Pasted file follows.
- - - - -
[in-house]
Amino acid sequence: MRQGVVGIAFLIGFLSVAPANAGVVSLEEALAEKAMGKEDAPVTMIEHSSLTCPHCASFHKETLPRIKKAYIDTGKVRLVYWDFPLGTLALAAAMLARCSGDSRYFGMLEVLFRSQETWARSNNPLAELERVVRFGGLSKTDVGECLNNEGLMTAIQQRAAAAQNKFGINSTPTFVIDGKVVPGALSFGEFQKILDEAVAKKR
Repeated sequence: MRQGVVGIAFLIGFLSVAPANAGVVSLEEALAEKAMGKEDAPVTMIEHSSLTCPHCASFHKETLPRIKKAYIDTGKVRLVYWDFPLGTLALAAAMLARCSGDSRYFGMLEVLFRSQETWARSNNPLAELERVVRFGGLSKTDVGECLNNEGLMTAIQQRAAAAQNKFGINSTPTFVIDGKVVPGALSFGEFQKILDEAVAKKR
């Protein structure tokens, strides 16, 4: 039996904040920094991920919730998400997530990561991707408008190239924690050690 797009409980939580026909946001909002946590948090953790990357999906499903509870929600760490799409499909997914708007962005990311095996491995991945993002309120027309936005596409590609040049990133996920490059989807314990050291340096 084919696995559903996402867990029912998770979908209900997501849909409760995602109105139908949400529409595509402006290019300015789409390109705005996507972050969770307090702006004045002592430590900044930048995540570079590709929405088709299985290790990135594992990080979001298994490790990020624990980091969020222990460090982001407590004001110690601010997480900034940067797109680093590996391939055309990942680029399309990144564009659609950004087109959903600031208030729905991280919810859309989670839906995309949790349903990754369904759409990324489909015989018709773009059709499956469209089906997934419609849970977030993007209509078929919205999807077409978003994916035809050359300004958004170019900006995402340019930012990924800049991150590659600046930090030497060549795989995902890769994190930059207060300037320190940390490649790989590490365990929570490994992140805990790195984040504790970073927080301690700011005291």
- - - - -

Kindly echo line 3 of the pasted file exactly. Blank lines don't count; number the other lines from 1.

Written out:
Repeated sequence: MRQGVVGIAFLIGFLSVAPANAGVVSLEEALAEKAMGKEDAPVTMIEHSSLTCPHCASFHKETLPRIKKAYIDTGKVRLVYWDFPLGTLALAAAMLARCSGDSRYFGMLEVLFRSQETWARSNNPLAELERVVRFGGLSKTDVGECLNNEGLMTAIQQRAAAAQNKFGINSTPTFVIDGKVVPGALSFGEFQKILDEAVAKKR